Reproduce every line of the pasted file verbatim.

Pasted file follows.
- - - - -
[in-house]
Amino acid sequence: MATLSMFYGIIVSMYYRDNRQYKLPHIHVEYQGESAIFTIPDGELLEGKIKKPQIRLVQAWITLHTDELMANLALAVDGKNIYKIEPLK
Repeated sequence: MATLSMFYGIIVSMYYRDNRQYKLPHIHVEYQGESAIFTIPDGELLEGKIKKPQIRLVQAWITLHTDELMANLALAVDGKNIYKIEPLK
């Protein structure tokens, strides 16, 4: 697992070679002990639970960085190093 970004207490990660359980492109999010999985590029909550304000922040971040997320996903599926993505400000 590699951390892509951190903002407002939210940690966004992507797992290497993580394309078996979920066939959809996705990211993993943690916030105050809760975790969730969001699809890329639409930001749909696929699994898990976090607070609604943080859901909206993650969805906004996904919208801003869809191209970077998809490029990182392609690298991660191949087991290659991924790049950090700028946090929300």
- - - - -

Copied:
[in-house]
Amino acid sequence: MATLSMFYGIIVSMYYRDNRQYKLPHIHVEYQGESAIFTIPDGELLEGKIKKPQIRLVQAWITLHTDELMANLALAVDGKNIYKIEPLK
Repeated sequence: MATLSMFYGIIVSMYYRDNRQYKLPHIHVEYQGESAIFTIPDGELLEGKIKKPQIRLVQAWITLHTDELMANLALAVDGKNIYKIEPLK
């Protein structure tokens, strides 16, 4: 697992070679002990639970960085190093 970004207490990660359980492109999010999985590029909550304000922040971040997320996903599926993505400000 590699951390892509951190903002407002939210940690966004992507797992290497993580394309078996979920066939959809996705990211993993943690916030105050809760975790969730969001699809890329639409930001749909696929699994898990976090607070609604943080859901909206993650969805906004996904919208801003869809191209970077998809490029990182392609690298991660191949087991290659991924790049950090700028946090929300």